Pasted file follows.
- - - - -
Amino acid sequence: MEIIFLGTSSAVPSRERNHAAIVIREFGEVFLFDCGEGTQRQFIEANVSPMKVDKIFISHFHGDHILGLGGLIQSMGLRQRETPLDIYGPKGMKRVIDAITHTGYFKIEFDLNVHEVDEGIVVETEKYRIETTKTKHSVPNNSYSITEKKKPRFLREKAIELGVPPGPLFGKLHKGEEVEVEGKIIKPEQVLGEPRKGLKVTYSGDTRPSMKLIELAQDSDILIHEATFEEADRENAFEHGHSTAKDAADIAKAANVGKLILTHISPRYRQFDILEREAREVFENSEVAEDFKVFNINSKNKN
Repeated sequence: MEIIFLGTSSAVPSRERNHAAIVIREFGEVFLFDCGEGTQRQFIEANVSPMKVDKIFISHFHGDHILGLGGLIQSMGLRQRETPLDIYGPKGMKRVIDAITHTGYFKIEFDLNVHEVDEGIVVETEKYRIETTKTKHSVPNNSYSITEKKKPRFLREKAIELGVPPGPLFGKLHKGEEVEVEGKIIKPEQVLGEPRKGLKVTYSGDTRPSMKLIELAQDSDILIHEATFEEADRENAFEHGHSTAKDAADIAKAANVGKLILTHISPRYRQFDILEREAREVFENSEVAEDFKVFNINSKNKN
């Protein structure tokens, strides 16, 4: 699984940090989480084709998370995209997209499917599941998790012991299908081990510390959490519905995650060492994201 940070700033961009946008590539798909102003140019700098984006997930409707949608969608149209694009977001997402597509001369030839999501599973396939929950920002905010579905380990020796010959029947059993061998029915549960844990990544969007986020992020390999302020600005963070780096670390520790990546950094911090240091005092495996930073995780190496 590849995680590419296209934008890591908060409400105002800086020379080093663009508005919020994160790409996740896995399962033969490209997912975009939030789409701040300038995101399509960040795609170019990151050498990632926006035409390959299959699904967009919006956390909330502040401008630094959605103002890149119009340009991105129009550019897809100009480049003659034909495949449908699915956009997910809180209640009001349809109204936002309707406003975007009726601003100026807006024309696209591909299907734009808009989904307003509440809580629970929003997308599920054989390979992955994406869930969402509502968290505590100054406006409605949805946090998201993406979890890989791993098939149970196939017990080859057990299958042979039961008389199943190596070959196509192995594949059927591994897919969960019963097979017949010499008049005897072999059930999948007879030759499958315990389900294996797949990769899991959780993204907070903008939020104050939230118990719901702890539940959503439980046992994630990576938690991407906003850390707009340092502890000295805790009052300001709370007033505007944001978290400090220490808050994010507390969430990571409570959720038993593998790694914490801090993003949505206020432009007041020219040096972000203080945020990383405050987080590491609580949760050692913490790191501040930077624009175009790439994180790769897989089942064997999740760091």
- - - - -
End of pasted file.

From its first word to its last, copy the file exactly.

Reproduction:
Amino acid sequence: MEIIFLGTSSAVPSRERNHAAIVIREFGEVFLFDCGEGTQRQFIEANVSPMKVDKIFISHFHGDHILGLGGLIQSMGLRQRETPLDIYGPKGMKRVIDAITHTGYFKIEFDLNVHEVDEGIVVETEKYRIETTKTKHSVPNNSYSITEKKKPRFLREKAIELGVPPGPLFGKLHKGEEVEVEGKIIKPEQVLGEPRKGLKVTYSGDTRPSMKLIELAQDSDILIHEATFEEADRENAFEHGHSTAKDAADIAKAANVGKLILTHISPRYRQFDILEREAREVFENSEVAEDFKVFNINSKNKN
Repeated sequence: MEIIFLGTSSAVPSRERNHAAIVIREFGEVFLFDCGEGTQRQFIEANVSPMKVDKIFISHFHGDHILGLGGLIQSMGLRQRETPLDIYGPKGMKRVIDAITHTGYFKIEFDLNVHEVDEGIVVETEKYRIETTKTKHSVPNNSYSITEKKKPRFLREKAIELGVPPGPLFGKLHKGEEVEVEGKIIKPEQVLGEPRKGLKVTYSGDTRPSMKLIELAQDSDILIHEATFEEADRENAFEHGHSTAKDAADIAKAANVGKLILTHISPRYRQFDILEREAREVFENSEVAEDFKVFNINSKNKN
């Protein structure tokens, strides 16, 4: 699984940090989480084709998370995209997209499917599941998790012991299908081990510390959490519905995650060492994201 940070700033961009946008590539798909102003140019700098984006997930409707949608969608149209694009977001997402597509001369030839999501599973396939929950920002905010579905380990020796010959029947059993061998029915549960844990990544969007986020992020390999302020600005963070780096670390520790990546950094911090240091005092495996930073995780190496 590849995680590419296209934008890591908060409400105002800086020379080093663009508005919020994160790409996740896995399962033969490209997912975009939030789409701040300038995101399509960040795609170019990151050498990632926006035409390959299959699904967009919006956390909330502040401008630094959605103002890149119009340009991105129009550019897809100009480049003659034909495949449908699915956009997910809180209640009001349809109204936002309707406003975007009726601003100026807006024309696209591909299907734009808009989904307003509440809580629970929003997308599920054989390979992955994406869930969402509502968290505590100054406006409605949805946090998201993406979890890989791993098939149970196939017990080859057990299958042979039961008389199943190596070959196509192995594949059927591994897919969960019963097979017949010499008049005897072999059930999948007879030759499958315990389900294996797949990769899991959780993204907070903008939020104050939230118990719901702890539940959503439980046992994630990576938690991407906003850390707009340092502890000295805790009052300001709370007033505007944001978290400090220490808050994010507390969430990571409570959720038993593998790694914490801090993003949505206020432009007041020219040096972000203080945020990383405050987080590491609580949760050692913490790191501040930077624009175009790439994180790769897989089942064997999740760091």